It’s worth re-engineering the clamp

The Australian COVID-19 vaccine developed by the University of Queensland was abandoned last December after participants in human trials returned false-positive HIV tests.

The news was as devastating for the research group as it was for the many Australians who were hoping the vaccine would help life return to some kind of normality post-COVID-19.

Although the trials were halted, the UQ research group has not stopped its assiduous work. Back in the lab, the team is trying to re-engineer the clamp that holds the SARS-CoV-2 spike together to avoid the HIV-test cross-reactivity.

“We had to go back to the drawing board at the end of last year,” says Associate Professor Keith Chappell, one of the UQ researchers who helped develop the molecular clam technology. “But we have a pathway forward, and we think we can completely resolve the HIV issue.”

A spike protein sits on the cell surface of SARS-CoV-2 virions. When the virus enters our body, the spike attaches to the ACE2 receptors in our cells to insert its genetic material into the cell and to replicate.

Many COVID-19 vaccines target the spike rather than the whole virus to elicit an immune system response. But they have to deal with the instability of the spike.

The spike protein is anchored to the virus surface, held in place by the viral membrane. When researchers isolate the spike, it’s naturally unstable, and rearranges into a more stable shape that differs from what’s on the virus surface. This is what causes the immune system to produce antibodies designed for the wrong enemy.

The molecular clamp designed by the UQ researchers is a scaffold that holds the spike protein in the right shape for the immune system to make antibodies, leading to a highly effective vaccine.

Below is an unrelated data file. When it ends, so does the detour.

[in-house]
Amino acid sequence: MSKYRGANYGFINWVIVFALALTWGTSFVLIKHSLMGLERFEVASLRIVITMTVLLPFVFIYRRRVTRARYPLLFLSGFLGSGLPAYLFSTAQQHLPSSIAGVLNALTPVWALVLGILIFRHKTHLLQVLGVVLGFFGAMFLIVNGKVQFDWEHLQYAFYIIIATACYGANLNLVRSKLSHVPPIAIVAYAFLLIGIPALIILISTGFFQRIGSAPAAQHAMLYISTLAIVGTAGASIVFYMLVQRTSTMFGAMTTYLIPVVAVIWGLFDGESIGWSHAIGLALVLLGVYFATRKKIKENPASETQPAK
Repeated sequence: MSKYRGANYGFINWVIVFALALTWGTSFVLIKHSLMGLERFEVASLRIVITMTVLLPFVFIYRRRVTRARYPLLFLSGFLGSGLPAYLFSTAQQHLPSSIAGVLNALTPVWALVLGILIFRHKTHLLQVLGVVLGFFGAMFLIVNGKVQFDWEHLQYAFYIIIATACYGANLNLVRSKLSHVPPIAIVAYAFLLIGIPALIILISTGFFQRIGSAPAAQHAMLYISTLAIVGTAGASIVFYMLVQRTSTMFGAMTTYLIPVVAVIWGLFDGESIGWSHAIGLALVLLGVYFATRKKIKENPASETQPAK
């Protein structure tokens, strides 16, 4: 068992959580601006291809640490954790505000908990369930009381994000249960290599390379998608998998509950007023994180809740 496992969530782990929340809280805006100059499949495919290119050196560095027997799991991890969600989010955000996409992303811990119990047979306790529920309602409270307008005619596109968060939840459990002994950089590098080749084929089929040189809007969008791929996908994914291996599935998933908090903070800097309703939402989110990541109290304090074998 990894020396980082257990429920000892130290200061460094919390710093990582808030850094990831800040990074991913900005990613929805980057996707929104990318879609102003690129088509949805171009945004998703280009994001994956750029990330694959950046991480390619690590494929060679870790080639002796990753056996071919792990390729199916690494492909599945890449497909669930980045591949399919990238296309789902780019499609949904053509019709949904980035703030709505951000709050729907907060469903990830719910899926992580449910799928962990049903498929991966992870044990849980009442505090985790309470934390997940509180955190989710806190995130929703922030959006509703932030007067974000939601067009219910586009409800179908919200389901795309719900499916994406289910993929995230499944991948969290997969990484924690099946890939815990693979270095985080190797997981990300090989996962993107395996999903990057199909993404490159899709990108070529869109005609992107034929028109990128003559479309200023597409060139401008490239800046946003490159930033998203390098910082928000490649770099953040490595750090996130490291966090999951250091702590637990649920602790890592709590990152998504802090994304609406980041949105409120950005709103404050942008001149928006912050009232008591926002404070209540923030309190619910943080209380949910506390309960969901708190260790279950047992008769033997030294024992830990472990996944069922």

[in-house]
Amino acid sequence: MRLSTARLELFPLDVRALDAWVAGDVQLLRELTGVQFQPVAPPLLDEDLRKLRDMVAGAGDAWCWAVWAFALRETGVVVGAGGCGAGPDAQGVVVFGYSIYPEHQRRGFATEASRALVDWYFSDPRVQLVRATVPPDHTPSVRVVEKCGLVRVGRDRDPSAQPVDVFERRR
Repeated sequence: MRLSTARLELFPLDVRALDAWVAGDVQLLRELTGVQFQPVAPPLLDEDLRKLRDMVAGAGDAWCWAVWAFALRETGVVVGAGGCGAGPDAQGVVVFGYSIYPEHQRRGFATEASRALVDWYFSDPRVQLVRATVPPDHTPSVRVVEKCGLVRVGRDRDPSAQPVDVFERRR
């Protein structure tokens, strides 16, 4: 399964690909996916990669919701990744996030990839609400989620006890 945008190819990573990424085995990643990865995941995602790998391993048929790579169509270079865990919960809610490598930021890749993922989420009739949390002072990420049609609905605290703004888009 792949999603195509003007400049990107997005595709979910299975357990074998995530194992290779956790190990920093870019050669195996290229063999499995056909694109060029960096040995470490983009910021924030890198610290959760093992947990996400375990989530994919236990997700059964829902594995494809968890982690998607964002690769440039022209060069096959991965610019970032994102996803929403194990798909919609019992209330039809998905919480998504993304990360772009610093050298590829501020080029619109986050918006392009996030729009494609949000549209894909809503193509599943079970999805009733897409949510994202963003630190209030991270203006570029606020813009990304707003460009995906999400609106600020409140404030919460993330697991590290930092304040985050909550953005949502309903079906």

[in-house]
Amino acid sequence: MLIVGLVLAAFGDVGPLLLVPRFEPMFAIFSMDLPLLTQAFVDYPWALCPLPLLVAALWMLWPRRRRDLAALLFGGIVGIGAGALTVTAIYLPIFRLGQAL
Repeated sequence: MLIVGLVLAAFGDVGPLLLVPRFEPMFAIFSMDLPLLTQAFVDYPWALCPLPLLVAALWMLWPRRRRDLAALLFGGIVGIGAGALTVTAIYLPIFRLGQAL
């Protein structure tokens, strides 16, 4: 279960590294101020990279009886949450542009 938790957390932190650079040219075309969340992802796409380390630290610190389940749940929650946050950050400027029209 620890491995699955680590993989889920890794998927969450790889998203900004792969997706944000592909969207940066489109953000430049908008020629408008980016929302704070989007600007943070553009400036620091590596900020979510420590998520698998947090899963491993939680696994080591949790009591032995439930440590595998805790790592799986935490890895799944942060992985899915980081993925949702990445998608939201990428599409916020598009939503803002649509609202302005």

“The whole theory behind our work is that stabilising [the spike] is going to give you a more efficient immune response at recognising the virus and getting rid of it,” says Chappell.

But one portion of the clamp is made of a protein found in HIV, which turns out to also elicits an immune response. Some participants developed antibodies against the clamp as well as the spike protein – and so returned a false-positive HIV test.

It is crucial to note that these test participants did not contract HIV: in fact, they developed antibodies against one protein found in the human immunodeficiency virus.

Preclinical trials published today in Clinical and Translational Immunology show not only that the vaccine is protective against COVID-19, but that it’s also stable at domestic refrigerator temperatures.

Despite the HIV test cross-reactivity issue, “this candidate vaccine has significant advantages that demonstrate the suitability of the underlying platform technology to meet the global response to the ongoing COVID-19 pandemic as well as novel viruses that may emerge in the future”, write the authors. 

“It’s definitely early days, but the first indications are looking good,” says Chappell. “We’re confident that we’ll be able to resolve the HIV issue completely. We will have a vaccine that works as well as the results we’ve just shown, without the diagnostic interference.” 

Chappell says he’d encourage everyone to get vaccinated with the vaccines currently available in Australia. In the meantime, the UQ research group is carefully monitoring the emergence of new variants to develop a vaccine that can fill the gaps other vaccines might leave. 

“We’ve tried to be completely upfront about the HIV issue,” Chappell adds. “We’ve published all the tests that react with the vaccine and those that don’t react. We think that being completely upfront and open, showing the integrity of science, should be a boost for public confidence in vaccines overall.”

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